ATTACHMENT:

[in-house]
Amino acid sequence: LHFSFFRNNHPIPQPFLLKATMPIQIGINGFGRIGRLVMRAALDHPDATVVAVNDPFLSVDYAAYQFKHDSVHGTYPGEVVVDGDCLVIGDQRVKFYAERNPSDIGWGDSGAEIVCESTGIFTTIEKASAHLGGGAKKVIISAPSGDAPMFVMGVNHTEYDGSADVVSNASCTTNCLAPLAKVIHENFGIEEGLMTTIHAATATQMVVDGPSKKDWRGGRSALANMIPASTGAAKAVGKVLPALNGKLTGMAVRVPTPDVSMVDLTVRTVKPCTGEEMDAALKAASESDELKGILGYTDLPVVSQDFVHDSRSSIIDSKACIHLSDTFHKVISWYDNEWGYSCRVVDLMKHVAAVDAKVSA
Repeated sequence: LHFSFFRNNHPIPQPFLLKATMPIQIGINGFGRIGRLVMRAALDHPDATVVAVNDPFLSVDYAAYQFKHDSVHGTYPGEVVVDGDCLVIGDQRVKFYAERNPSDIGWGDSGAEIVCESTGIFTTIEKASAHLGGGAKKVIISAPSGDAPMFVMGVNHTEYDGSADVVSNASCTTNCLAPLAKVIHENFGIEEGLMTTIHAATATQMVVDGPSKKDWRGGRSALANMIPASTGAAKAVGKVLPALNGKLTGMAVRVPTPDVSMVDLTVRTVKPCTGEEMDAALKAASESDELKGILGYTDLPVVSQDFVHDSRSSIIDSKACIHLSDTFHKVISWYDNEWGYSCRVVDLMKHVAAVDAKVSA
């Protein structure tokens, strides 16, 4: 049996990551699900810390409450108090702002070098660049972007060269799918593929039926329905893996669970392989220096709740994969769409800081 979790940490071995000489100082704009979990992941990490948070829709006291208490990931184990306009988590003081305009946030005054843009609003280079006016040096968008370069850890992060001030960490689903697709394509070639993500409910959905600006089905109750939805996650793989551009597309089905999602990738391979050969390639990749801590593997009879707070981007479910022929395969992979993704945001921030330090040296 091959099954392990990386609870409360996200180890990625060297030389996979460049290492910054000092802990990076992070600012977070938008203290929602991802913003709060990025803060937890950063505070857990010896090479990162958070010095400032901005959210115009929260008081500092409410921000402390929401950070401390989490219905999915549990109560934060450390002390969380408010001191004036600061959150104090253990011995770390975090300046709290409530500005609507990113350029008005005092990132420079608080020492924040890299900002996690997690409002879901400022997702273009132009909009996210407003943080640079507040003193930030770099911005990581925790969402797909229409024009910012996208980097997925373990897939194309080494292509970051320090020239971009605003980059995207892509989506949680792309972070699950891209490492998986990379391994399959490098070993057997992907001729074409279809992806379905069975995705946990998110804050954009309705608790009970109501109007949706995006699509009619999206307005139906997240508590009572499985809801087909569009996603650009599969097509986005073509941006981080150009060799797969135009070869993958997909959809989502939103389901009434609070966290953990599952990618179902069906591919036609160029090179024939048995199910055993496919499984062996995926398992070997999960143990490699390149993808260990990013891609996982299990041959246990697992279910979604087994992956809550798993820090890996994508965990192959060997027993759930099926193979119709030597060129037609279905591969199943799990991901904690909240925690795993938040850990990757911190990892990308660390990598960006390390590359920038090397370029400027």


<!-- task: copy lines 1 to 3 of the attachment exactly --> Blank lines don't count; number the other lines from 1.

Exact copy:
[in-house]
Amino acid sequence: LHFSFFRNNHPIPQPFLLKATMPIQIGINGFGRIGRLVMRAALDHPDATVVAVNDPFLSVDYAAYQFKHDSVHGTYPGEVVVDGDCLVIGDQRVKFYAERNPSDIGWGDSGAEIVCESTGIFTTIEKASAHLGGGAKKVIISAPSGDAPMFVMGVNHTEYDGSADVVSNASCTTNCLAPLAKVIHENFGIEEGLMTTIHAATATQMVVDGPSKKDWRGGRSALANMIPASTGAAKAVGKVLPALNGKLTGMAVRVPTPDVSMVDLTVRTVKPCTGEEMDAALKAASESDELKGILGYTDLPVVSQDFVHDSRSSIIDSKACIHLSDTFHKVISWYDNEWGYSCRVVDLMKHVAAVDAKVSA
Repeated sequence: LHFSFFRNNHPIPQPFLLKATMPIQIGINGFGRIGRLVMRAALDHPDATVVAVNDPFLSVDYAAYQFKHDSVHGTYPGEVVVDGDCLVIGDQRVKFYAERNPSDIGWGDSGAEIVCESTGIFTTIEKASAHLGGGAKKVIISAPSGDAPMFVMGVNHTEYDGSADVVSNASCTTNCLAPLAKVIHENFGIEEGLMTTIHAATATQMVVDGPSKKDWRGGRSALANMIPASTGAAKAVGKVLPALNGKLTGMAVRVPTPDVSMVDLTVRTVKPCTGEEMDAALKAASESDELKGILGYTDLPVVSQDFVHDSRSSIIDSKACIHLSDTFHKVISWYDNEWGYSCRVVDLMKHVAAVDAKVSA